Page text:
• Consortium Offers Unfiltered Advice on Filtering Software (New York Times) Congress continues to grapple with the issue of requiring schools and libraries to install Internet filtering software, a group of school technology administrators is offering unfiltered advice on what educators can do to safeguard students online. The Safeguarding the Wired Schoolhouse initiative, launched by the Consortium for School Networking (CoSN), is intended to provide school leaders with general guidelines for evaluating Internet protections.

  • Nochmal fünf EU-Millionen für Web-Filter (Heise) Die Europäische Kommission hat eine weitere Ausschreibung für die Entwicklung von Filterdiensten für das Internet veröffentlicht. Insgesamt fünf Millionen Euro will die Kommission für "Demonstationsprojekte für Filtersoftware und -dienste" zur Verfügung stellen. Bis 31. Mai kommenden Jahres läuft die Frist für interessierte Unternehmen und Organisationen.

  • SmartFilter - I've Got A Little List (Seth Finkelstein) An anticensorware investigation (including a quotation from Gilbert & Sullivan). This report examines some details as to how the censorware product SmartFilter blacklists sites. The mathematical impossibility of human review of the blacklist is demonstrated, along with empirical evidence validating this criticism.

   Security and encryption

  • Conference: Future Trends in Internet Security ((EuroISPA)) 10/11 April 2001 Brussels. The EuroISPA Conference will bring together a host of top European ISPs, software and hardware vendors, industry associations, law firms, regulators & Government officials for two days of high level discussion, debate & analysis. The threats to Internet security are diverse: the conference will focus on areas such as network and database security, protecting privacy and securing consumer confidence in e-commerce.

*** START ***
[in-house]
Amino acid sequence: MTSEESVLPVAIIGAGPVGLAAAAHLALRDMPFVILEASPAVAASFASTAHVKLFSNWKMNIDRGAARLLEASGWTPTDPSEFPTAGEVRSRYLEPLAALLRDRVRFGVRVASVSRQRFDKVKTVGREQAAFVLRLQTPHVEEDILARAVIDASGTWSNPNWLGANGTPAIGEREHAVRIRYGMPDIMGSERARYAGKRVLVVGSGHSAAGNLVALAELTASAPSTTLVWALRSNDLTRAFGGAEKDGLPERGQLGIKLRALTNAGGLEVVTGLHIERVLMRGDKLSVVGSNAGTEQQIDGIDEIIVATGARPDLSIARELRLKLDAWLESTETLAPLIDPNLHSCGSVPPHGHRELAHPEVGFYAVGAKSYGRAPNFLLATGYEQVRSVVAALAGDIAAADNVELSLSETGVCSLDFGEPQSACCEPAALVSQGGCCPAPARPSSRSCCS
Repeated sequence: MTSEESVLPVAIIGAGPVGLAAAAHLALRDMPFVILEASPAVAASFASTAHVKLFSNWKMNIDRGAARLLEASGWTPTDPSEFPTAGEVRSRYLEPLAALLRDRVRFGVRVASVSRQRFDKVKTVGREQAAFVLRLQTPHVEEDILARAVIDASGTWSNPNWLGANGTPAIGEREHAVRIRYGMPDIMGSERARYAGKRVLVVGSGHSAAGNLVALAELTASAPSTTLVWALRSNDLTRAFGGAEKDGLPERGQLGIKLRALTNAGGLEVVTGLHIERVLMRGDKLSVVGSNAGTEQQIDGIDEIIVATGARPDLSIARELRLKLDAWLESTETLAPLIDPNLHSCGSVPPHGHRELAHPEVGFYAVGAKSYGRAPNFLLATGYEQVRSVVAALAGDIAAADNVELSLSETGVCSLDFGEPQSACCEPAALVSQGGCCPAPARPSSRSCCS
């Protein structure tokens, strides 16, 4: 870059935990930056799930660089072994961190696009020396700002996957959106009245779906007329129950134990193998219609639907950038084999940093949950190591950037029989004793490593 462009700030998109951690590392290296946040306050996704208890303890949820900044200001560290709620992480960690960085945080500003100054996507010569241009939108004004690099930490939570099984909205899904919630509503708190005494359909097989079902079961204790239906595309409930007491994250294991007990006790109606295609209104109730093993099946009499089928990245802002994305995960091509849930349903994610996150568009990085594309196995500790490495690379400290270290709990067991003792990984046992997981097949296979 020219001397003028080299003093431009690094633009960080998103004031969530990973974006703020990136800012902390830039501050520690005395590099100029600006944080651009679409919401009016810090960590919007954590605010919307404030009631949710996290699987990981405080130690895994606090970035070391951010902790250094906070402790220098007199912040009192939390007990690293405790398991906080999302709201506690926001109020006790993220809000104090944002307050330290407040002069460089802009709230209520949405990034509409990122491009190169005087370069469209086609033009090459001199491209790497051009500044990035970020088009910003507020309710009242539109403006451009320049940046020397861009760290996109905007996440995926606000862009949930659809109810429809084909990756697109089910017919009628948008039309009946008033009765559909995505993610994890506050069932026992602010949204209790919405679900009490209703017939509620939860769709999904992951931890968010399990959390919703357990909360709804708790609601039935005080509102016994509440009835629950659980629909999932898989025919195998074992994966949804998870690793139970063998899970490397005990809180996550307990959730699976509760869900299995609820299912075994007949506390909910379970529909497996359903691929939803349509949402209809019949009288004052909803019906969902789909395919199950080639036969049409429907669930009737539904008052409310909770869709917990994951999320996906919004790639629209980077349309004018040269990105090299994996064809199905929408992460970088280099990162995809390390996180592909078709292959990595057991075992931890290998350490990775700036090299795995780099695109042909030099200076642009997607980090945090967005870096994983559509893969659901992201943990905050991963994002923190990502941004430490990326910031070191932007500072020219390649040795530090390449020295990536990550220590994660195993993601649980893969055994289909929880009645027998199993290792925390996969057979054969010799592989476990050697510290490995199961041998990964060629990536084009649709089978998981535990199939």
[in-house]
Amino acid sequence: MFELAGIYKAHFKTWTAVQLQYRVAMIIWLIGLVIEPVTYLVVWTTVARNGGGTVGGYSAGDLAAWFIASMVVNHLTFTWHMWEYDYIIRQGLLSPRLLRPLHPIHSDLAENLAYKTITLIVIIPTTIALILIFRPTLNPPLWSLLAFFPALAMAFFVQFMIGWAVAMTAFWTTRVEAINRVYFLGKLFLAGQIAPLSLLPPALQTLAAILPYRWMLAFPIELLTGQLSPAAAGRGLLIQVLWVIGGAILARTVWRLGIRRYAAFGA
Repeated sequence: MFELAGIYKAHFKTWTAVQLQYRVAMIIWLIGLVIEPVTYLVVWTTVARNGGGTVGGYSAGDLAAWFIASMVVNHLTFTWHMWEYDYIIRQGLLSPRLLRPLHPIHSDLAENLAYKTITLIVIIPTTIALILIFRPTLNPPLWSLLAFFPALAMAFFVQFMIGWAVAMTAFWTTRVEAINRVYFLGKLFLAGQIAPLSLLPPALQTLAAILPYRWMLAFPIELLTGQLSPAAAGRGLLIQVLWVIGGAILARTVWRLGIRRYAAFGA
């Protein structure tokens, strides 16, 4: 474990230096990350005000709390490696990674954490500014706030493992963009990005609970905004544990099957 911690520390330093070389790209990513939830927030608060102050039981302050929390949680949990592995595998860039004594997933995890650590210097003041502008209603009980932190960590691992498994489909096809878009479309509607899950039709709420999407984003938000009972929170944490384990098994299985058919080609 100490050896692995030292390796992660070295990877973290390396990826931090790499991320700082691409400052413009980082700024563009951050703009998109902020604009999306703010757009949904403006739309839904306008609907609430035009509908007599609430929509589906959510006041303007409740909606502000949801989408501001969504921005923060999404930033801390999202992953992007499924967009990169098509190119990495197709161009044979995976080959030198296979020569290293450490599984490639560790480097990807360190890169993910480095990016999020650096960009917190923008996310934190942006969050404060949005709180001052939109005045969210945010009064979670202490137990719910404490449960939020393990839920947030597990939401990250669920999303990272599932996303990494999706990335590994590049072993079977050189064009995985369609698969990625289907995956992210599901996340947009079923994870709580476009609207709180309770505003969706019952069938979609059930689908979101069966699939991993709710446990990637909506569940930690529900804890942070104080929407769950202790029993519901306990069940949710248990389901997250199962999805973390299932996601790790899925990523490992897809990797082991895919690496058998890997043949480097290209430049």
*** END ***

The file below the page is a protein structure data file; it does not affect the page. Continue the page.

• Do we need a second Internet? (ZDNN) Speaking to more than 100 security and privacy experts, President Clinton's top advisor on cybersecurity said a new, secure Internet is needed to insure that the country is not hurt by an attack from cyberspace. The secure Internet should have the equivalent of armed guards at the doors and no one would be anonymous.

  • Web Privacy, Security Weighed (Wired) After two days of high level discussions about keeping Internet sites secure and preserving the privacy of online users, the one unambiguous conclusion is that it is easier to agree on security needs than on privacy concerns. Despite that fact, it was generally acknowledged by over 200 leaders from business, government and consumer organizations who met on Microsoft's Redmond, Washington, campus that the two issues are intertwined and cannot be solved in isolation. See also New York Times.


  • Europeans Free Phone Market for Local and Internet Service (New York Times) European industry ministers approved a regulation intended to create competition among local telephone networks, paving the way for cheaper, quicker Internet access for businesses and, to a lesser extent, homes in European Union countries.